In President Trump’s State of the Union address, he claimed to have made great strides in reducing inequality. “We are building the world’s most prosperous and inclusive society,” Trump boasted, “one where every citizen can join in America’s unparalleled success, and where every community can take part in America’s extraordinary rise.”
That was just the beginning of a long litany of unfounded claims about the strength of the U.S. economy under his presidency. Progressive economists and scholars were quick to dismantle some of the bigger assertions in a statement pulled together by the Progressive Caucus Action Fund.
Felicia Wong, President and CEO of Roosevelt Forward, questioned whether we are really witnessing a great economic success “when corporate profits and CEO pay have far outpaced wage growth in the US; when inequality is a central fact of American society; and when too many of us — especially Black and brown Americans — are just one emergency away from financial collapse.”
“Corporate profits are not the economy,” Wong pointed out. “Shareholder wealth is not the economy. True economic health can only be measured by the health and well-being of America’s workers, families, and communities—all of which are hurt by a Trump economy that prioritizes tax cuts for the rich.”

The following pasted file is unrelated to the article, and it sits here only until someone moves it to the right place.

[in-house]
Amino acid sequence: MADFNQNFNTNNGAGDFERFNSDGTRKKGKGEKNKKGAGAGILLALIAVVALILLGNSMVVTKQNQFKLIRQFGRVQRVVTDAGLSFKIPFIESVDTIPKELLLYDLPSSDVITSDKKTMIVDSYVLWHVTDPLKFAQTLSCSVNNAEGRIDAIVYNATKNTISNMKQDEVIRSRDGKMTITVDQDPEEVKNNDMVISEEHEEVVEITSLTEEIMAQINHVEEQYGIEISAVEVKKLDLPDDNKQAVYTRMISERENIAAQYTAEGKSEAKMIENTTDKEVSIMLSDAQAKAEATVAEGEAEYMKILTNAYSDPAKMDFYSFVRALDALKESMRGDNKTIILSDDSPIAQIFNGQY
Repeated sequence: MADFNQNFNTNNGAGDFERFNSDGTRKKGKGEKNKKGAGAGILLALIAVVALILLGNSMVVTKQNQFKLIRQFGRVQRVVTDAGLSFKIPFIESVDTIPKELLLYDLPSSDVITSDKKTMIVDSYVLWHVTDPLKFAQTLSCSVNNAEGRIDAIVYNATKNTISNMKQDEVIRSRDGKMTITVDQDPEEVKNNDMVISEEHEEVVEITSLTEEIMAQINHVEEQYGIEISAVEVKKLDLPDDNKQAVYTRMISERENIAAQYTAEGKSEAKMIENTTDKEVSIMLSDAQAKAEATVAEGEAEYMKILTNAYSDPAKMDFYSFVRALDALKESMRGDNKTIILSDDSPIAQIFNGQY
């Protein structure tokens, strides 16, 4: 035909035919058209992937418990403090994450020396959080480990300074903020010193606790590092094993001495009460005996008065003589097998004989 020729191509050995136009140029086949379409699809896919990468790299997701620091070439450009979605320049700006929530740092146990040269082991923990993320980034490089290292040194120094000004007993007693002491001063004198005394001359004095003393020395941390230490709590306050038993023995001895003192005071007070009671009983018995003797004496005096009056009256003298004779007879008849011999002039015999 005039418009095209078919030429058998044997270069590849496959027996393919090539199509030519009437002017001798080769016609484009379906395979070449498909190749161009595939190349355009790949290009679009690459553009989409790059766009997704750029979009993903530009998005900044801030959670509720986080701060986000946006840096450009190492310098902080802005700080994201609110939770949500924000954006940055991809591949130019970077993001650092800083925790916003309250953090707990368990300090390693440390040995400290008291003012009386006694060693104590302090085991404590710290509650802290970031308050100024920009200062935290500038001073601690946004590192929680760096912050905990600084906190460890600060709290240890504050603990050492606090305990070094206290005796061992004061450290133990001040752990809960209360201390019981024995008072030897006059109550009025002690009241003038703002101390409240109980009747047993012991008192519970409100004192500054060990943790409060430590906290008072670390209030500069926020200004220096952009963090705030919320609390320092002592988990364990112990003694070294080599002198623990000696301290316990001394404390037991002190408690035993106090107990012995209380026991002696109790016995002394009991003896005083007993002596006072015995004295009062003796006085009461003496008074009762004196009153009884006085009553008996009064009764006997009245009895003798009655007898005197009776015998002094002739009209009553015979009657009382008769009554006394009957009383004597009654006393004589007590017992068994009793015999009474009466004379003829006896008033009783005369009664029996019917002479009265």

Frank Clemente, Executive Director of Americans for Tax Fairness, noted that Trump barely mentioned his 2017 tax cut law. This, Clemente argues, “means he didn’t have much good to say about them. Neither do most Americans based on public polling, unless you’re rich or a corporate CEO.”
Trump crowed that “[s]ince my election, United States stock markets have soared 70 percent.”
Mark Huelsman, Associate Director of Policy & Research at Demos, pushed back against Trump’s boasting about the stock market gains since his election. “Only half of Americans have any exposure to the stock market,” Huelsman points out. “And over 84 percent of all stock is held by the top 10 percent.”
Likewise, Michael Linden, Executive Director of the Groundwork Collaborative, stated that “the real measure of an economy is if it’s working well for all people, not just the wealthy and well-connected … calling it a boom will come as a real surprise to the many who are struggling.”